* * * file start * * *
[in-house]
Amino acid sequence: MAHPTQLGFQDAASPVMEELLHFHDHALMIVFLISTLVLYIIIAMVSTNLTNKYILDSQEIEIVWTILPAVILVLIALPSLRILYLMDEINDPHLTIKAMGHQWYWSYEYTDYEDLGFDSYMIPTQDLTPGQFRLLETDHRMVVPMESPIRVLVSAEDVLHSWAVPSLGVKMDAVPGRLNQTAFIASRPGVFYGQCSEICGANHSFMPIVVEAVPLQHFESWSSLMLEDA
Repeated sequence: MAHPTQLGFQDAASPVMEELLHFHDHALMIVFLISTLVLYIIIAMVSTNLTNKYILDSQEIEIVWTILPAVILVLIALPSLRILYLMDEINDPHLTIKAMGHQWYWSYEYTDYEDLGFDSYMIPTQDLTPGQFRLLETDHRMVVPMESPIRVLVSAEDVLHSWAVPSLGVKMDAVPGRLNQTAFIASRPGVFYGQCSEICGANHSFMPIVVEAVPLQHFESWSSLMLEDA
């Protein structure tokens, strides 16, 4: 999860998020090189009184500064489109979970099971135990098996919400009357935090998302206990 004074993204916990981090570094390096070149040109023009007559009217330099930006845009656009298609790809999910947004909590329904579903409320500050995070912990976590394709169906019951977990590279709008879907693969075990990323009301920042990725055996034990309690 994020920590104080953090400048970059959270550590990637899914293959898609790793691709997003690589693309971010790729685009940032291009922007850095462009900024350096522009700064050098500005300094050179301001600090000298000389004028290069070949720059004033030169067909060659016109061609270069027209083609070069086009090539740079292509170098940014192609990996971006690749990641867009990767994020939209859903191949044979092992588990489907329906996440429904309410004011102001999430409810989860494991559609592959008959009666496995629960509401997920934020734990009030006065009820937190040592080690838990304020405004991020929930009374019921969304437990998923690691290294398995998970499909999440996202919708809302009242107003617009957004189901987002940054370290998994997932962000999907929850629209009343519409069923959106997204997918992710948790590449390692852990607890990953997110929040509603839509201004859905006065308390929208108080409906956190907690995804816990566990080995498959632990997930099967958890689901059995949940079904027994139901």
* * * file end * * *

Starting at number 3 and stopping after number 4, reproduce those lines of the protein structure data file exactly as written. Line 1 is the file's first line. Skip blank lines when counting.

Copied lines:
Repeated sequence: MAHPTQLGFQDAASPVMEELLHFHDHALMIVFLISTLVLYIIIAMVSTNLTNKYILDSQEIEIVWTILPAVILVLIALPSLRILYLMDEINDPHLTIKAMGHQWYWSYEYTDYEDLGFDSYMIPTQDLTPGQFRLLETDHRMVVPMESPIRVLVSAEDVLHSWAVPSLGVKMDAVPGRLNQTAFIASRPGVFYGQCSEICGANHSFMPIVVEAVPLQHFESWSSLMLEDA
């Protein structure tokens, strides 16, 4: 999860998020090189009184500064489109979970099971135990098996919400009357935090998302206990 004074993204916990981090570094390096070149040109023009007559009217330099930006845009656009298609790809999910947004909590329904579903409320500050995070912990976590394709169906019951977990590279709008879907693969075990990323009301920042990725055996034990309690 994020920590104080953090400048970059959270550590990637899914293959898609790793691709997003690589693309971010790729685009940032291009922007850095462009900024350096522009700064050098500005300094050179301001600090000298000389004028290069070949720059004033030169067909060659016109061609270069027209083609070069086009090539740079292509170098940014192609990996971006690749990641867009990767994020939209859903191949044979092992588990489907329906996440429904309410004011102001999430409810989860494991559609592959008959009666496995629960509401997920934020734990009030006065009820937190040592080690838990304020405004991020929930009374019921969304437990998923690691290294398995998970499909999440996202919708809302009242107003617009957004189901987002940054370290998994997932962000999907929850629209009343519409069923959106997204997918992710948790590449390692852990607890990953997110929040509603839509201004859905006065308390929208108080409906956190907690995804816990566990080995498959632990997930099967958890689901059995949940079904027994139901």